Opera + Classical Music Reviews

Madama Butterfly review – a star soprano revitalises Puccini’s opera at Covent Garden

14 March 2024

Asmik Grigorian embodies Puccini’s tragic geisha girl to perfection, leaving us grasping for superlatives.

Madama Butterfly

Madama Butterfly (Photo: Marc Brenner)

Seldom out of The Royal Opera’s repertory, this was the third outing for the company’s revamped staging of Puccini’s tear jerker. It’s always been an audience favourite at this particular address, but as a work it’s arguably more guilty of cultural misappropriation than any other opera in the standard repertoire. You don’t have to dig too deep under the Japonaiserie on the surface to reveal a degrading tale about the sexual exploitation of a fifteen year old girl. Despite Puccini’s iridescent, and perfectly crafted score, the story can’t help but leave a nasty taste in your mouth.

By way of addressing these unsavoury aspects head on, in 2022 The Royal Opera engaged the services of Etsuko Handa and Sonoko Kamimura who were brought in to strip away the questionable stereotypes that were the norm in 2002 when this Patrice Caurier and Moshe Leiser staging was new. Times have rightly changed, so it’s out with the garish makeup, disrespectful costumes and over-accentuated hand gestures, in with more sedate costumes, historically accurate hand gestures and makeup. I gave this updated staging a cautious welcome at its first outing, thinking it was more of a fudge than a radical rethinking this problem work called out for.

At this revival however, thanks to a superlative soprano in the title role, a strong supporting cast and a sympathetic conductor, the results were a revelation. It just goes to show how a change in personnel can radically change one’s perception of a staging, and while this version will never escape its IKEA-vibe, under revival director Daisy Evans’ sure hand and perceptive eye for detail it came across freshly minted.

There are very few sopranos these days who can genuinely claim to be a diva, but Lithuanian soprano Asmik Grigorian is one of them. Having seen her before in two of her signature roles – Jenůfa (Berlin Staatsoper and Covent Garden) and Rusalka (Covent Garden and the Bavarian Staatsoper), in which she excelled, I was fascinated to see how she’d fare in one of the most arduous roles in the Italian repertoire, and am pleased to report that she was nothing short of sensational.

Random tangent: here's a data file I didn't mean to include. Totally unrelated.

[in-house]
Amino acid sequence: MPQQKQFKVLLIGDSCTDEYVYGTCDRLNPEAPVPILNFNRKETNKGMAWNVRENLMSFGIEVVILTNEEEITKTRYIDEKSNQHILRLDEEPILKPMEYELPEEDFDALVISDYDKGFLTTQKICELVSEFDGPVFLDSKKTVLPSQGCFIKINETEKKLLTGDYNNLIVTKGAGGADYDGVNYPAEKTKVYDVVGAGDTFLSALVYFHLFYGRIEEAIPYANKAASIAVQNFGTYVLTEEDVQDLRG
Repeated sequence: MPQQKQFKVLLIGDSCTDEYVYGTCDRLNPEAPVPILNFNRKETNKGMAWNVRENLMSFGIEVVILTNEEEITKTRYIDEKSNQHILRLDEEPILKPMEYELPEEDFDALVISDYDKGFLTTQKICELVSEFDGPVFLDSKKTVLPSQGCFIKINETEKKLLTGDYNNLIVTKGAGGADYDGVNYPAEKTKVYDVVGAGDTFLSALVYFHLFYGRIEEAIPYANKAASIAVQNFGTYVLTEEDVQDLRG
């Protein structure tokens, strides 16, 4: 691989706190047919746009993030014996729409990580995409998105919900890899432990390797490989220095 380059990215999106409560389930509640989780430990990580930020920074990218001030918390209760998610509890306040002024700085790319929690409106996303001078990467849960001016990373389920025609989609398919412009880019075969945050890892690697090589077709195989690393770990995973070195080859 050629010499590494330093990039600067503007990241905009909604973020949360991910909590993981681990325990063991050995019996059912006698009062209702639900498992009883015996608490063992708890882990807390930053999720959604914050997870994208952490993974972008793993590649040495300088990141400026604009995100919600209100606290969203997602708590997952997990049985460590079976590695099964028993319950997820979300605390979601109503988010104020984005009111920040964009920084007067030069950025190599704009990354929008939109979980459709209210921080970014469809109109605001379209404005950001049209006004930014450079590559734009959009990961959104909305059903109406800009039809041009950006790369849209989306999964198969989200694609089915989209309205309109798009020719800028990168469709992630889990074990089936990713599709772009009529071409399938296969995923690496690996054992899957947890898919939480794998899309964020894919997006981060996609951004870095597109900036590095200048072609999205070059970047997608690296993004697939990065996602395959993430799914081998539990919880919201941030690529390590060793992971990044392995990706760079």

“…the story can’t help but leave a nasty taste in your mouth”

Madama Butterfly

Joshua Guerrero & Asmik Grigorian (Photo: Marc Brenner)

On stage for most of the evening, Cio-Cio-San is a big sing – certainly the longest soprano role Puccini penned, and Grigorian didn’t falter for one second. From her first entry, embodying the character’s sense of ingénue to perfection, she never resorted to cliché. Every movement, every change of facial expression was done in service of the drama, and she charted the journey the character goes on – the blossoming of first love, through betrayal, to the tragic denouement – unflinchingly. And she used her large, bright, mellifluous soprano to mirror these shifts in temperament by deploying a myriad of vocal colours with breathtaking flexibility. Puccini’s vocal lines have rarely sounded this lustrous, and she wasn’t afraid to risks either – most notably at the start of ‘Un bel di’, where she pared her voice down to a whisper, to mesmerising effect. Utterly spellbinding, while her death was properly devastating.

The supporting cast was good, with Joshua Guerrero returning as a full-throated, ardent Pinkerton, who for once seems genuinely shocked at the close when confronted with the reality of the situation he’s created. Hongni Wu was a perfectly poised, all-knowing Suzuki, possessing a richly coloured, resonant mezzo-soprano who was as strong vocally as she was dramatically. Lauri Vasar displayed a well-schooled baritone as the consul, Sharpless, even if he didn’t always phrase as eloquently as the other members of the cast.

In the pit Kevin John Edusei thankfully banished the unhappy memories of his predecessor’s bull in a china shop approach to this rich, fascinating score, drawing impassioned yet nuanced playing from the Orchestra of the Royal Opera, whilst supporting his singers admirably, and never drowning them – no mean feat given how densely this work is scored.

All in all, this was a thrilling evening, made unforgettable by Grigorian’s astonishing assumption of the title role, which as far as I’m concerned is the finest and most complete to grace this stage in a generation. She’s only scheduled to sing five more performances before the second cast takes over. Miss her at your peril.

• Details of upcoming performances can be found here.

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